Take care. Stay safe. Be well. See you on the webs.
It’s middle of May, the trees are leafing, the grass is greener than a dollar bill, the birds are nesting, and gobbling up seeds, insects, suet and whatever else moves. We had a turkey strutting through our yard yesterday, and the occasional deer saunters through the edges of our back yard. Life goes on, and on.
At Bending Genres we have our next online weekend workshop with Tyler Barton, May 22- 24. He’ll be teaching “Artifact Lit,” and the workshop is full, so it ought to be terrific.
I will return to the helm on June 19- 21, with “Stop Making Sense,” and here is the course description and registration page: https://bendinggenres.com/our-online-workshops/
On our Bending Genres blog, Haley Papa reviewed My Autobiography of Carson McCullers
Also, Jonathan Cardew returns with his My Fave Five column for May, asking poet Alina Stefanescu for her favorite reads from April: https://bendinggenres.com/2020/05/15/my-fave-five-with-alina-stefanescu/
Meg Tuite is in charge of our Bending Genres Online Roundtable for May- August, 2020. She has nine writers signed up, and they did their first group ZOOM today: https://bendinggenres.com/bg-store/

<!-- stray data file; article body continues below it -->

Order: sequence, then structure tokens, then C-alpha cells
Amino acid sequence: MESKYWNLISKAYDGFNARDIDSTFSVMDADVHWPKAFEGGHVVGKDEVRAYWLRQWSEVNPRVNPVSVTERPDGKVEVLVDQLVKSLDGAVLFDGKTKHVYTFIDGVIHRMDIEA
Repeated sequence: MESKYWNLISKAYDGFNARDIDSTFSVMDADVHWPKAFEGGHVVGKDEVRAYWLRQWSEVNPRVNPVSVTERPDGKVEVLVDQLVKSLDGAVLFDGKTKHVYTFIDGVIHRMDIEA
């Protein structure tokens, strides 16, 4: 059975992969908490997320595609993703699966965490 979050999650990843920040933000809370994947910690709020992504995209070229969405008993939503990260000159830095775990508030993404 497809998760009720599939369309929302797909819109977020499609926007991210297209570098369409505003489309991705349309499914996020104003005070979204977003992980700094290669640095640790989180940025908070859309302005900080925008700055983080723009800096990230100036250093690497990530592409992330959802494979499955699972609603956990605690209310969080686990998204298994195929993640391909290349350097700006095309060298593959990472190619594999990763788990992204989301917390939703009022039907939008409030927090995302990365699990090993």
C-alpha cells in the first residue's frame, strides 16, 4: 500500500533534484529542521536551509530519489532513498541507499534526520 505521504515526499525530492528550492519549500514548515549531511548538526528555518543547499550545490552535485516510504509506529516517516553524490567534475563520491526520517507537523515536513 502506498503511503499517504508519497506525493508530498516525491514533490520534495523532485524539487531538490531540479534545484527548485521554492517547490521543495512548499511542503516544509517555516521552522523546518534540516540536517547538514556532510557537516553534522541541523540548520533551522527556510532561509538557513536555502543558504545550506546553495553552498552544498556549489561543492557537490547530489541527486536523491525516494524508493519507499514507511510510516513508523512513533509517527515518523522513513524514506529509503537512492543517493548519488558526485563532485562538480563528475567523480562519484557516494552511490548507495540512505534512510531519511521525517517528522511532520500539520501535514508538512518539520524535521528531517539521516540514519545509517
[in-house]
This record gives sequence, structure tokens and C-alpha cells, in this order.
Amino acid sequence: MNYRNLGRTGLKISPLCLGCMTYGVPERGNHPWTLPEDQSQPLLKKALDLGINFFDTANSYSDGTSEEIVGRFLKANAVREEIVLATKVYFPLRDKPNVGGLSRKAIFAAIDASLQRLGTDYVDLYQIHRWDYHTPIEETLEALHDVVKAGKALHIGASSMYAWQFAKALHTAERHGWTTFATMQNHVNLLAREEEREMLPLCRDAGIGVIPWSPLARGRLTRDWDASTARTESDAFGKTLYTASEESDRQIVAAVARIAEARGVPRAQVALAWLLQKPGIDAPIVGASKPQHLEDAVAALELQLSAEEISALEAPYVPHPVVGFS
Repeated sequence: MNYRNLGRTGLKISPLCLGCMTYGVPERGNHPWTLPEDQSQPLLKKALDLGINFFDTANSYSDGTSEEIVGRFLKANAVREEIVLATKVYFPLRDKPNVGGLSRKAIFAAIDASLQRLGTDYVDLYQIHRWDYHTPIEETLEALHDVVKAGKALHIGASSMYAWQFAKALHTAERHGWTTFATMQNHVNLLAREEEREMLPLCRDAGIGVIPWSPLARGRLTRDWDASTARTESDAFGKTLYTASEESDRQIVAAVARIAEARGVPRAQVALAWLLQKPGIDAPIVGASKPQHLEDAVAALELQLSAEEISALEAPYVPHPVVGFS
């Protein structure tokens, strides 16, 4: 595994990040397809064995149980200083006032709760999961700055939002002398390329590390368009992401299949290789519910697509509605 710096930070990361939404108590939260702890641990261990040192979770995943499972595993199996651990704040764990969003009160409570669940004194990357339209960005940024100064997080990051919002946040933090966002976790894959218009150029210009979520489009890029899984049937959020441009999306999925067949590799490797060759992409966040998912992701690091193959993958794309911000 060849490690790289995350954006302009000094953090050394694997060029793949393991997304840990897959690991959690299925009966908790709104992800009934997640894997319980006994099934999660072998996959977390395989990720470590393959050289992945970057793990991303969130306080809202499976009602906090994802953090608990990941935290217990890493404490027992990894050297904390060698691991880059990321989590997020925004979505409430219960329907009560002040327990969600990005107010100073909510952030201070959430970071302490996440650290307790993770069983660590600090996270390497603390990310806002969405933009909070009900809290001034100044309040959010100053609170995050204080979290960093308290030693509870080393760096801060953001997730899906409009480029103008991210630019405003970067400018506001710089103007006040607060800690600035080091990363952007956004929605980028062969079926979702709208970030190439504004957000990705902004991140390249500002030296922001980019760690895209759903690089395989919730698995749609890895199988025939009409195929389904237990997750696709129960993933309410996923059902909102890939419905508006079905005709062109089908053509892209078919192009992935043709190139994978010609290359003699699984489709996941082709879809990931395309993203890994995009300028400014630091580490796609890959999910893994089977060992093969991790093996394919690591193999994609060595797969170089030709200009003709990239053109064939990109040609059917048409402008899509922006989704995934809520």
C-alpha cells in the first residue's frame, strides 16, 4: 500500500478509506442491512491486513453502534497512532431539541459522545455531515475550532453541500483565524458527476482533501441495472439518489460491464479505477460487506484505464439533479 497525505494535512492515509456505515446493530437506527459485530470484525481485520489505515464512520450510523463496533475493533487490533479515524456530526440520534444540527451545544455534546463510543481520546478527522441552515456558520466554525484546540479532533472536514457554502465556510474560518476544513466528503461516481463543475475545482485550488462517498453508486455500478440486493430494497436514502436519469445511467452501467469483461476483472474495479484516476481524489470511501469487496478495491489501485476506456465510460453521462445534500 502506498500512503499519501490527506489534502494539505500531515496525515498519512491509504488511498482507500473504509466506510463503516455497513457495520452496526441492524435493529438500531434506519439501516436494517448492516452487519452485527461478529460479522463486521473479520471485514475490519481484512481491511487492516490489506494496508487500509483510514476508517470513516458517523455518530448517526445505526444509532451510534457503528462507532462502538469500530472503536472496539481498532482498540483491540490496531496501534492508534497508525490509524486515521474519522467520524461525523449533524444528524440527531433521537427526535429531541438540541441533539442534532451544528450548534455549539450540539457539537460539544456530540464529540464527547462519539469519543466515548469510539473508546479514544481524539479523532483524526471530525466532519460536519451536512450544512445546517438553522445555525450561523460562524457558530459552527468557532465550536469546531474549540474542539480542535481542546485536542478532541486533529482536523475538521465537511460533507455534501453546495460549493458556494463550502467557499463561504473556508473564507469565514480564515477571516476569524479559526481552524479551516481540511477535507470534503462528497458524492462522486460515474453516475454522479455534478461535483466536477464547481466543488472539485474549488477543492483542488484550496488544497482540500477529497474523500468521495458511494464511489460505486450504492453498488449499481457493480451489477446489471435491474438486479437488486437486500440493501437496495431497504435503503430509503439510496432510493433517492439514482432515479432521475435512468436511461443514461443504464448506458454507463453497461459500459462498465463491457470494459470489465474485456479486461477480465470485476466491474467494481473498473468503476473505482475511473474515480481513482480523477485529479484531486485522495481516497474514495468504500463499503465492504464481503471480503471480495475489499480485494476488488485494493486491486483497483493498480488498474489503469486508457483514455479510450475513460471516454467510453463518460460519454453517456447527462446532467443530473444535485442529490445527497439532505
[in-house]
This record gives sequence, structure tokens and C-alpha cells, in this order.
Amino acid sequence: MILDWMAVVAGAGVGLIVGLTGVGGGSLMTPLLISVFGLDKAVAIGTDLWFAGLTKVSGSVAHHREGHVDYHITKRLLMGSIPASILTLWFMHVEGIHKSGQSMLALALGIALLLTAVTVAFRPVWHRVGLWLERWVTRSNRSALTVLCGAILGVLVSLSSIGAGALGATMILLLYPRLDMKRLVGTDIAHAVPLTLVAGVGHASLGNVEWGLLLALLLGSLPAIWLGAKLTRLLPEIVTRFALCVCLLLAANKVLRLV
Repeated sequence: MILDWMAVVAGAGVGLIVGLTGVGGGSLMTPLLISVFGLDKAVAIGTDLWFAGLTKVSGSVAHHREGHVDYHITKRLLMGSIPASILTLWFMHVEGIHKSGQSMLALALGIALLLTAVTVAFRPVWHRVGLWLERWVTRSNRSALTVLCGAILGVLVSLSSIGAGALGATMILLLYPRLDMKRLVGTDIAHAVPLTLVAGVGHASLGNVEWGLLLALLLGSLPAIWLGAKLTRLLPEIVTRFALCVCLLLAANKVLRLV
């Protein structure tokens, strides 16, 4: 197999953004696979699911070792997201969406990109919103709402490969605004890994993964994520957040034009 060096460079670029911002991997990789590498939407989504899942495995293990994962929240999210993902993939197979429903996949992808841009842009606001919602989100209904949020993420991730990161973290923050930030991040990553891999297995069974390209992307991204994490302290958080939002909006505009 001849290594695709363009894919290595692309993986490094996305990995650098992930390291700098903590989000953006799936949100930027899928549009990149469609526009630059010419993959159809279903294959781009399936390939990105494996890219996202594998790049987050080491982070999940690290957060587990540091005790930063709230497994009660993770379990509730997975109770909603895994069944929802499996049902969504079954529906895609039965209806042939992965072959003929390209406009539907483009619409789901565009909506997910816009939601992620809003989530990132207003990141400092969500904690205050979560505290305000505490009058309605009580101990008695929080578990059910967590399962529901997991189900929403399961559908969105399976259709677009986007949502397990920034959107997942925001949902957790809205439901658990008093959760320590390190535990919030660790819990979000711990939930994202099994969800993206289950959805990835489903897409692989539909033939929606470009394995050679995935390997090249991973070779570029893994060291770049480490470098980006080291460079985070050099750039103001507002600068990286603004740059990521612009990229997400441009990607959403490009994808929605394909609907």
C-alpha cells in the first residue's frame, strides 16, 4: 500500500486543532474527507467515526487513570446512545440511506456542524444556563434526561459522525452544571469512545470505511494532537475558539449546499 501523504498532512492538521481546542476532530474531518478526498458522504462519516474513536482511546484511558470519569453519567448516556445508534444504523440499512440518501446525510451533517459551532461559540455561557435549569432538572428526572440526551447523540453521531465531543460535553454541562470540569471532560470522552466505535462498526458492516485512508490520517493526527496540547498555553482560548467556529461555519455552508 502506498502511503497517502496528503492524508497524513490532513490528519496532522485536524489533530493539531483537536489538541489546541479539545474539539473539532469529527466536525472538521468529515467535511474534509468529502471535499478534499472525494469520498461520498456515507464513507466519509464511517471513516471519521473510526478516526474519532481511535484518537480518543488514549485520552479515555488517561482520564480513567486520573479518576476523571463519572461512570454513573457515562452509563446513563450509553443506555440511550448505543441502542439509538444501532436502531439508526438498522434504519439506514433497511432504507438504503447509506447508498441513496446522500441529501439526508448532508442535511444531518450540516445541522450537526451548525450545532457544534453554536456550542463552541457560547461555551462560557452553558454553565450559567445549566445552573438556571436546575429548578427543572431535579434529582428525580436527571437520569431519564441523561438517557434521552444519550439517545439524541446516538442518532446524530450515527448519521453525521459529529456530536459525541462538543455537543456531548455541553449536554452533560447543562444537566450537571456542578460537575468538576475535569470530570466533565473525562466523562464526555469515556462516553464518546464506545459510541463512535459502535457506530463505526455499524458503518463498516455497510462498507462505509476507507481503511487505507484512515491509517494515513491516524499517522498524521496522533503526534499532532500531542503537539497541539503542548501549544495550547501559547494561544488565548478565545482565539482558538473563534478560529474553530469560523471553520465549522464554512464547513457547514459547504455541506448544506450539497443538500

And look at all of that new Bending Genres merchandise, mugs, journals/ notebooks, pens, bookmarks. And our first Bending Genres Anthology- Best of our first two years!
Have a terrific time today. Be safe, take care, love yourself.
The end of April is always a sad occurrence for me, because National Poetry Month closes. This doesn’t mean poetry can’t be read throughout the year, of course. But the focus on poetry, and poems, especially given the current state of our world, has been such a boon. Here is how I wrapped up the last three days of my National Poetry Month readings: